7. Savian C, Paratz J, Davies A. Comparison of the effectiveness of manual and ventilator hyperinflation at different levels of positive end-expiratory pressure in artificially ventilated and intubated intensive care patients. Heart Lung. 2006;35(5):334-41. http://dx.doi.org/10.1016/j.hrtlng.2006.02.003 PMid:16963365
8. Lemes DA, Zin WA, Guimaraes FS. Hyperinflation using pressure support ventilation improves secretion clearance and respiratory mechanics in ventilated patients with pulmonary infection: a randomised crossover trial. Aust J Physiother. 2009;55(4):249-54. http://dx.doi.org/10.1016/S0004-9514(09)70004-2
9. Berney S, Denehy L. A comparison of the effects of manual and ventilator hyperinflation on static lung compliance and sputum production in intubated and ventilated intensive care patients. Physiother Res Int. 2002;7(2):100-8. http://dx.doi.org/10.1002/pri.246
10. Lemes DA, Guimarães FS. The use of hyperinflation as a physical therapy resource in intensive care unit. [Article in Portuguese] Rev Bras Ter Intensiva. 2007;19(2):221-5. http://dx.doi.org/10.1590/S0103-507X2007000200014
11. Branson R. Secretion management in the mechanically ventilated patient. Respir Care. 2007;52(10):1328-42; discussion 1342-7. PMid:17894902
12. Singer M, Vermaat J, Hall G, Latter G, Patel M. Hemodynamic effects of manual hyperinflation in critically ill mechanically ventilated patients. Chest. 1994;106(4):1182-7. http://dx.doi.org/10.1378/chest.106.4.1182 PMid:7924493
13. Hodgson C, Carroll S, Denehy L. A survey of manual hyperinflation in Australian hospitals. Aust J Physiother. 1999;45(3):185-93. PMid:11676766
14. Denehy L. The use of manual hyperinflation in airway clearance. Eur Respir J. 1999;14(4):958-65. http://dx.doi.org/10.1034/j.1399-3003.1999.14d38.x PMid:10573249
15. Stiller K. Physiotherapy in intensive care: towards an evidence-based practice. Chest. 2000;118(6):1801-13. http://dx.doi.org/10.1378/chest.118.6.1801 PMid:11115476
16. Unoki T, Kawasaki Y, Mizutani T, Fujino Y, Yanagisawa Y, Ishimatsu S, et al. Effects of expiratory rib-cage compression on oxygenation, ventilation, and airway-secretion removal in patients receiving mechanical ventilation. Respir Care. 2005;50(11):1430-7. PMid:16253149
17. Choi JS, Jones AY. Effects of manual hyperinflation and suctioning in respiratory mechanics in mechanically ventilated patients with ventilator-associated pneumonia. Aust J Physiother. 2005;51(1):25-30. http://dx.doi.org/10.1016/S0004-9514(05)70050-7
18. Van der Schans CP. Bronchial mucus transport. Respir Care. 2007;52(9):1150-6; discussion 1156-8. PMid:17716383
19. Santos LJ, Blattner CN, Micol CA, Pinto FA, Renon A, Pletsch R. Effects of manual hyperinflation maneuver associated with positive end expiratory pressure in patients within coronary artery bypass grafting. [Article in Portuguese] Rev Bras Ter Intensiva. 2010;22(1):40-6.
20. Berti JS, Tonon E, Ronchi CF, Berti HW, Stefano LM, Gut AL, et al. Manual hyperinflation combined with expiratory rib cage compression for reduction of length of ICU stay in critically ill patients on mechanical ventilation. J Bras Pneumol. 2012;38(4):477-86. http://dx.doi.org/10.1590/S1806-37132012000400010 PMid:22964932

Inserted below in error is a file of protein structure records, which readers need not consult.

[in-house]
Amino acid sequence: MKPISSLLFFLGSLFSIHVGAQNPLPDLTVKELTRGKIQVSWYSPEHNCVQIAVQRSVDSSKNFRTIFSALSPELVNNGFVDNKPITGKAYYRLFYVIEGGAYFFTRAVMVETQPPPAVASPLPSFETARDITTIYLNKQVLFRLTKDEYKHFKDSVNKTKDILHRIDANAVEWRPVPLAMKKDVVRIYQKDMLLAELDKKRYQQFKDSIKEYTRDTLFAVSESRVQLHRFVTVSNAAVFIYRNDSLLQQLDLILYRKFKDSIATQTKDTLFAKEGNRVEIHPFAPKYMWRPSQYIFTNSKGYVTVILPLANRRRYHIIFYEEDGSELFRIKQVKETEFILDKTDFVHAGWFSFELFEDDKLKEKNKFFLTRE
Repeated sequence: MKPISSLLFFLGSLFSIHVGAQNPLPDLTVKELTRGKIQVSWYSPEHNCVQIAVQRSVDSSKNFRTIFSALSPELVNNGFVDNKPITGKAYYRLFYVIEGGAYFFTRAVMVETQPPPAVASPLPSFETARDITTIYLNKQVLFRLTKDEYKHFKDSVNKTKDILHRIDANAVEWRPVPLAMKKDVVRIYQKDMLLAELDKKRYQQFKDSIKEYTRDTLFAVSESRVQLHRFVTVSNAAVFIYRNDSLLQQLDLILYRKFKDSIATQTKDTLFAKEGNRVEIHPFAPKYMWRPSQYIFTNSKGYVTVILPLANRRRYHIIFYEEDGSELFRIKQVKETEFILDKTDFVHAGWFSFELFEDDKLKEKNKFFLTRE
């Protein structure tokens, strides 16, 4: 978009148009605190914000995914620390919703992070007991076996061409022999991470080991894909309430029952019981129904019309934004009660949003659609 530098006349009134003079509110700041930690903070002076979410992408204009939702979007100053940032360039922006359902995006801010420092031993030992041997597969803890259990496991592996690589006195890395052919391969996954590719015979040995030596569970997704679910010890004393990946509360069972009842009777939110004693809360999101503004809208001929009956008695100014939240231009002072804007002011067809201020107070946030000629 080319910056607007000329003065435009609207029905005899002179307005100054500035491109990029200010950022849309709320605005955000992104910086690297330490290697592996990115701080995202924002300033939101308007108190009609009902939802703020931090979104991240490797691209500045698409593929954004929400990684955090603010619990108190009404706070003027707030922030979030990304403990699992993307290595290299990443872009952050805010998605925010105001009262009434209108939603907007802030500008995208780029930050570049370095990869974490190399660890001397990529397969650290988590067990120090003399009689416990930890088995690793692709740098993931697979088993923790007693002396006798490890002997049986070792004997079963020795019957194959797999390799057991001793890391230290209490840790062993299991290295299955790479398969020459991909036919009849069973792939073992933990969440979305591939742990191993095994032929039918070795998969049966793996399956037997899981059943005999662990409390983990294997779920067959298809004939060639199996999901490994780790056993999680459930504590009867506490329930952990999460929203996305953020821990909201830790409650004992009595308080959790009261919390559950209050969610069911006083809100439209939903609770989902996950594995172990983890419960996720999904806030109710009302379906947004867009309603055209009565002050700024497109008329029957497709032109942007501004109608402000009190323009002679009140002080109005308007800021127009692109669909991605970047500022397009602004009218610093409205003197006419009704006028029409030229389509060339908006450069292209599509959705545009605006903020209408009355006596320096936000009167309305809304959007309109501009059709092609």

21. Dennis D, Jacob W, Budgeon C. Ventilator versus manual hyperinflation in clearing sputum in ventilated intensive care unit patients. Anaesth Intensive Care. 2012;40(1):142-9. PMid:22313075
22. Savian C, Paratz J, Davies A. Comparison of the effectiveness of manual and ventilator hyperinflation at different levels of positive end-expiratory pressure in artificially ventilated and intubated intensive care patients. Heart Lung. 2006;35(5):334-41. http://dx.doi.org/10.1016/j.hrtlng.2006.02.003 PMid:16963365
23. Berney S, Denehy L, Pretto J. Head-down tilt and manual hyperinflation enhance sputum clearance in patients who are intubated and ventilated. Aust J Physiother. 2004;50(1):9-14. PMid:14987187
24. Ortiz Tde A, Forti G, Volpe MS, Carvalho CR, Amato MB, Tucci MR. Experimental study on the efficiency and safety of the manual hyperinflation maneuver as a secretion clearance technique. J Bras Pneumol. 2013;39(2):205-13. PMid:23670506




*Study carried out at the Hospital de Clínicas de Porto Alegre - HCPA, Porto Alegre Hospital de Clínicas - Porto Alegre, Brazil.
Correspondence to: Wagner da Silva Naue. Hospital de Clínicas de Porto Alegre, Centro de Tratamento Intensivo, Rua Ramiro Barcelos, 2350, CEP 90035-903, Porto Alegre, RS, Brasil.
Tel. 55 51 3331-7639. E-mail: wnaue@yahoo.com.br
Financial support: This study received financial support from the Fundo de Incentivo à Pesquisa (FIPE, Research Incentive Fund) of the Porto Alegre Hospital de Clínicas.
Submitted: 16 June 2013. Accepted, after review: 9 December 2013.




About the authors

Wagner da Silva Naue
Physiotherapist. Adult ICU, Hospital de Clínicas de Porto Alegre - HCPA, Porto Alegre Hospital de Clínicas - Porto Alegre, Brazil.

Luiz Alberto Forgiarini Junior
Professor of Physiotherapy. Methodist University Center, Porto Alegre Institute, Porto Alegre, Brazil.

Alexandre Simões Dias
Professor. Graduate Program in Human Movement Sciences and Respiratory Sciences, Federal University of Rio Grande do Sul, Porto Alegre, Brazil.

Silvia Regina Rios Vieira
Professor. Federal University of Rio Grande do Sul School of Medicine; and Head. Department of Intensive Care, Hospital de Clínicas de Porto Alegre - HCPA, Porto Alegre Hospital de Clínicas - Porto Alegre, Brazil.